The diet also recommends five servings of fruits and vegetables per day, which has been a struggle for most individuals.

In the UK and Ireland, only one third of the population consume 5 portions of fruit and vegetables.

Fruit and vegetable intake is always recommended for not only reducing the risk of cardiovascular disease, but also premature death (11).

Lastly, the heart healthy foundation recommends consuming an adequate amount of wholegrains and fibre. There are many well designed trials looking at wholegrain and fibre intake on serum cholesterol levels. More notably, Jenkins and colleagues published a randomised controlled trial, putting healthy volunteers on a very-high fibre diet (55g/1000 kcalories). In 2 weeks, individuals on the very-high fibre diet, had an average reduction in LDL cholesterol of 0.98 mmol/L or 17.65 mg/dL (12).

The Zutphen Study also demonstrated that every additional 10g of dietary fibre reduced coronary heart disease mortality by 17% (13).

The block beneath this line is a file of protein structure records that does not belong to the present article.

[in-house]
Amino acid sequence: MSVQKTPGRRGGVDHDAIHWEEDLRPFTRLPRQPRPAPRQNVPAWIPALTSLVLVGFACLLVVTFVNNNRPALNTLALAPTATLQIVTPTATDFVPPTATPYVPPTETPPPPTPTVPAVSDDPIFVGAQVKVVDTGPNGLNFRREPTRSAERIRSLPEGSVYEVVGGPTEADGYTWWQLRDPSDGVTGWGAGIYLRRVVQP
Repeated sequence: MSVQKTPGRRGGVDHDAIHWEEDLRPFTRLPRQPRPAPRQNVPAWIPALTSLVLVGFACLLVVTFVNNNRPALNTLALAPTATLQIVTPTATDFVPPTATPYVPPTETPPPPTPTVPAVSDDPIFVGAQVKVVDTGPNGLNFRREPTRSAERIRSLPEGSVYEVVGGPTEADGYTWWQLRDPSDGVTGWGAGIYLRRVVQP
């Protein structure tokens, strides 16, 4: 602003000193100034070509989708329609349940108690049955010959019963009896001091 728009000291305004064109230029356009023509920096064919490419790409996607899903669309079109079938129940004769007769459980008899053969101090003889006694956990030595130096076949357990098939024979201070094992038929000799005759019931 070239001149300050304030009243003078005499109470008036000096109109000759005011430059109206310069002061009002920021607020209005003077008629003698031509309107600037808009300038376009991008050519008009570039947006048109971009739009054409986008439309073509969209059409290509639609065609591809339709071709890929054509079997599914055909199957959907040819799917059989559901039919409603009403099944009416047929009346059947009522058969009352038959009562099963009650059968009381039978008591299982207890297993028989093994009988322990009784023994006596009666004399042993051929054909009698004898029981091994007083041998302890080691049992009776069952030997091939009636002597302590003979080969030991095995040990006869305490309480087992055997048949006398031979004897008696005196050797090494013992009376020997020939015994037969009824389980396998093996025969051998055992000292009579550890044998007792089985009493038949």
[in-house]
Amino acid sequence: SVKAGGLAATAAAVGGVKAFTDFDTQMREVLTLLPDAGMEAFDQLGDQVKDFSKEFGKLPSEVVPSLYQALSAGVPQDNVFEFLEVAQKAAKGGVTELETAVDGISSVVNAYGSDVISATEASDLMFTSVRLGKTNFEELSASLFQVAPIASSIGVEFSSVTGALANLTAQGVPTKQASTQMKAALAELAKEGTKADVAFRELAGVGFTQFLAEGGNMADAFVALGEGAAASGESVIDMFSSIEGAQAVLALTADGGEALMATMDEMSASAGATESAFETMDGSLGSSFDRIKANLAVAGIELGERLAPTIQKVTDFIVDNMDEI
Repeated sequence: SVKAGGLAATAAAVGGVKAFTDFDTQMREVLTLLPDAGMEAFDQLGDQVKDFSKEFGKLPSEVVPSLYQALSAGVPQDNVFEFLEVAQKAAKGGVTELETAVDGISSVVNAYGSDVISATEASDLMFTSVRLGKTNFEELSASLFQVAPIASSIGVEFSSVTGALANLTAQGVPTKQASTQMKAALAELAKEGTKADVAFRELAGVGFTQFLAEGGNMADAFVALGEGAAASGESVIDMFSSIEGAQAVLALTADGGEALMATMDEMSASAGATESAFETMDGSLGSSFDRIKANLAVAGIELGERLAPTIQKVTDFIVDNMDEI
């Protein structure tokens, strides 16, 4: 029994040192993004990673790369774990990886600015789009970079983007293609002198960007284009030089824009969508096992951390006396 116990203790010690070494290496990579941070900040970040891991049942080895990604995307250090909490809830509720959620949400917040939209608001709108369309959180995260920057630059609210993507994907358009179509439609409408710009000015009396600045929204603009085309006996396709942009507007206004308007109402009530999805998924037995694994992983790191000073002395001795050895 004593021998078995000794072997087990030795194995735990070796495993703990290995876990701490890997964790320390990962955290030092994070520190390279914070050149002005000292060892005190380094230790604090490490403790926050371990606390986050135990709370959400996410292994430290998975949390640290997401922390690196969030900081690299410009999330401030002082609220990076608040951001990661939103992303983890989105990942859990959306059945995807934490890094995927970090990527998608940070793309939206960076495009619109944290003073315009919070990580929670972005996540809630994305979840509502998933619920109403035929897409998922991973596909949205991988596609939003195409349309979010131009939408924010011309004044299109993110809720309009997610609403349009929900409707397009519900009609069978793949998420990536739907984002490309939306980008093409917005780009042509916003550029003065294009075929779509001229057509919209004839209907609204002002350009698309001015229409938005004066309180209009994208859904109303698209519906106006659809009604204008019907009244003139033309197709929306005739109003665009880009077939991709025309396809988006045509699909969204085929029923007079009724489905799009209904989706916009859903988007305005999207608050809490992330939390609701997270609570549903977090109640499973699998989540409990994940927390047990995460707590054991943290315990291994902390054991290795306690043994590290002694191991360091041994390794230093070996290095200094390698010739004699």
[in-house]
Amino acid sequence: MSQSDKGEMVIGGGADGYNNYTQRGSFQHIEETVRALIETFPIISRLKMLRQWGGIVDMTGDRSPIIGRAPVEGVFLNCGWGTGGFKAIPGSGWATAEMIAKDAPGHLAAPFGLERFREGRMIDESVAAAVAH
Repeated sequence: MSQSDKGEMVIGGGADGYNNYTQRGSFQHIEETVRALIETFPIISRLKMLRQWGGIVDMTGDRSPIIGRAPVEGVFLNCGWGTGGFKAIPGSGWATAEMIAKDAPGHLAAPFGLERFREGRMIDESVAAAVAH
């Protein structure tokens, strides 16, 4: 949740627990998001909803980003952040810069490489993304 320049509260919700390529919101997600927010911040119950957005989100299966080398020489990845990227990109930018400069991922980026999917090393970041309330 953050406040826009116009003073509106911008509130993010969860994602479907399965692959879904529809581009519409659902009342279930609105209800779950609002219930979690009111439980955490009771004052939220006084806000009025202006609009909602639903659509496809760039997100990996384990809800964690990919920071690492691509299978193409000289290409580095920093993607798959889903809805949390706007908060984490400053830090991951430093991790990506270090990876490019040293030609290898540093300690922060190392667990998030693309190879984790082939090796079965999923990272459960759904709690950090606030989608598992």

After listening to all of the suggestions in Step 2, the patient then decides which, and how many dietary changes they’d like to make. They would also have to specify how they would achieve their specific dietary adjustment. It is often recommended that the patient makes realistic goals,  making one change every 2-3 weeks.

Step 3 of the UCLP©

This final step applies to the patients that are willing to make further changes to their diet. The UCLP©  added four additional foods that can significantly lower LDL cholesterol beyond the heart healthy foundation diet. 

The four additional foods are:

  1. Soya – 3 servings (25g) of soya protein is linked with a 3-4% reduction in LDL cholesterol (14).
  2. Nuts – 1 handful (28-30g) of nuts is linked with a 4-5 mg/dL reduction in LDL cholesterol (15).
  3. Plant sterols/stanols – 1.5-3g of plant sterols/stanols is linked with a 7-12.5% reduction in LDL cholesterol (16).